Four major differences between subduction volcanoes

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Four major differences between subduction volcanoes vs volcanoes along the mid-oceanic rifts are: 1. Subduction volcanoes form island arcs and high mountain chains rather than submarine ridges 2.  they are more explosive and produce large volumes of ask and lava 3. Their basic shape as individual  mountains differs. 4. Rift volcanoes are located at the exact edges of the separating plates, while  subduction volcanoes occur on the overriding plate about 100-200 kms landward from the deep ocean  trenches that mark the edges of the converging plates. 5. What geographic features characterize groups of subduction volcanoes (page 79, para 5) Chains of subduction volcanoes form graceful arcs, thousands of kms in length, across the globe.  A  close look will show 5 or 10 volcanoes in a fairly strait line a few hundred kms in length. 6. Where are deep-sea trenches located with respect to the subduction zones? (page 81, para 1) Deep-sea trenches are located 200 kms to the Pacific Ocean side ode of the volcanoes and mark the  actual boundary between the plates. 7. Describe the characteristics of the zone of earthquakes in the subduction zone next to Japan and  define what a volcanic front is. (page 81, para 1 to page 81 para 2) A zone of earthquakes dips from near the Earth’s surface at the trenches to below the island arcs.  This zone roughly outlines the edges of the Pacific and the Philippines plates as they plunge beneath  Asia.  A volcanic front is when most of the large volcanoes are on the eastern edge of the belt, where  the earthquake zone is more shallow. 8. Why does magmatic lava get created in the subduction zones? (page 81, para 3 to page 82) Magma is generated when the descending plate sinks to a depth of 100-200 kms.  Magma generated  in subduction zones is formed by the fluxing action of water and calcium carbonate in the oceanic  sediments dragged down on the top of the underthrusting plate. 9. What happens to the material on top of the subducting tectonic plate? (page 81, para 3 to 82, para  2) The existing temperatures in the low velocity layer at a depth of 100-200 kms along the top of the  subducting plate are high enough to melt the combination of rock and volatiles.  10. Describe the angle at which the subduction plate dips into the earth and how it varies with respect  to the relative directions of the colliding tectonic plates. (page 82, para 3 to page 83) In some places, the subducted plate dips at a low angle, in others at a nearly vertical angle.  It  depends on the relative movement of the two plates and the movement of the underlying mantle.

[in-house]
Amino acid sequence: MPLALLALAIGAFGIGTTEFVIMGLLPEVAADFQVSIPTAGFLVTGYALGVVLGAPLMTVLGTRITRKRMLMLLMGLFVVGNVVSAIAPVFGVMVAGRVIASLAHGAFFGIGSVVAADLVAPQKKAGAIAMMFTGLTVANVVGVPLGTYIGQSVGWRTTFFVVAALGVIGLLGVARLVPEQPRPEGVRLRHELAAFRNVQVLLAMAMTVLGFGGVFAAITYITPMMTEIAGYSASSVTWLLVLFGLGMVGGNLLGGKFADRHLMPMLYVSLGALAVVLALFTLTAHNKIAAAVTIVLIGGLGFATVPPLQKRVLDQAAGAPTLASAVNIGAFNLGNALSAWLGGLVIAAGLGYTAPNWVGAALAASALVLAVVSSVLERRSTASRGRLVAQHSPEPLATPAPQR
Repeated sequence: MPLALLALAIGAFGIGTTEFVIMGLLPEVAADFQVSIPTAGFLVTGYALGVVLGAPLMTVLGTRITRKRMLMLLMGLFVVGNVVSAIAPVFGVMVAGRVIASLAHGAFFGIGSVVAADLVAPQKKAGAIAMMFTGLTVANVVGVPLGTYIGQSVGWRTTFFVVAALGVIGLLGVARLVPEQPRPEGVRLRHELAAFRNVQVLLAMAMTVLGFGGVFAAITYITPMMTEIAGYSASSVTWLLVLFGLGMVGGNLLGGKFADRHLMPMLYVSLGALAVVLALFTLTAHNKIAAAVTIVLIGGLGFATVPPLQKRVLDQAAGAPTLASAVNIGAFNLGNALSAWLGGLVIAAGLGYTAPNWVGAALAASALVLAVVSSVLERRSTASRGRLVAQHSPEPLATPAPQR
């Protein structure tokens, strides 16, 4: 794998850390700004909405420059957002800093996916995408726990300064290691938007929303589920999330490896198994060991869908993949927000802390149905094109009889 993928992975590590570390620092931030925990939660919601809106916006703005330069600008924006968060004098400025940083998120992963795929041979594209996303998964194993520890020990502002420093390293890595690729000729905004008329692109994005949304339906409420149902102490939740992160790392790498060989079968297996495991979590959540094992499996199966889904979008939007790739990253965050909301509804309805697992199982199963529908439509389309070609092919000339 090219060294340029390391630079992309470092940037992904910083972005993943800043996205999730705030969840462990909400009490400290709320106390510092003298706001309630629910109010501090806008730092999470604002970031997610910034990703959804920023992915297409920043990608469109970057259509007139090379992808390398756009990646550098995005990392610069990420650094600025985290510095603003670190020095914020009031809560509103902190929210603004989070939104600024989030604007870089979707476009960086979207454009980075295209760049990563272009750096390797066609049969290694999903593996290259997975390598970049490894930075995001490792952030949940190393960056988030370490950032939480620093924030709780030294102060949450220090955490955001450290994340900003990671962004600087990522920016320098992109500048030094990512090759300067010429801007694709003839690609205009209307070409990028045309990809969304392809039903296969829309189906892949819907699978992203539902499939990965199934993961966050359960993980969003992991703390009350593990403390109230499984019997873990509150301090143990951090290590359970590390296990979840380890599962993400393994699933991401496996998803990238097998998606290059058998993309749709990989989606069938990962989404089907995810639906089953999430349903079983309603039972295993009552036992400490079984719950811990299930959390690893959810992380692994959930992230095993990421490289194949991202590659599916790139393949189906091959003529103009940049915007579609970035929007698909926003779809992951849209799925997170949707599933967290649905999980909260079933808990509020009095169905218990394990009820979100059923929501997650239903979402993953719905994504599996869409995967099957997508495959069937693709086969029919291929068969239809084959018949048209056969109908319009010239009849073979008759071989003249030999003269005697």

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Where the plates are pushing toward eachother, the dip is shallow.  When they are both moving in the  same direction, the dip is about 45 degrees.  When the subducting plate is moving in the same 
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  • Fall '08
  • Campbell-mccrea,M

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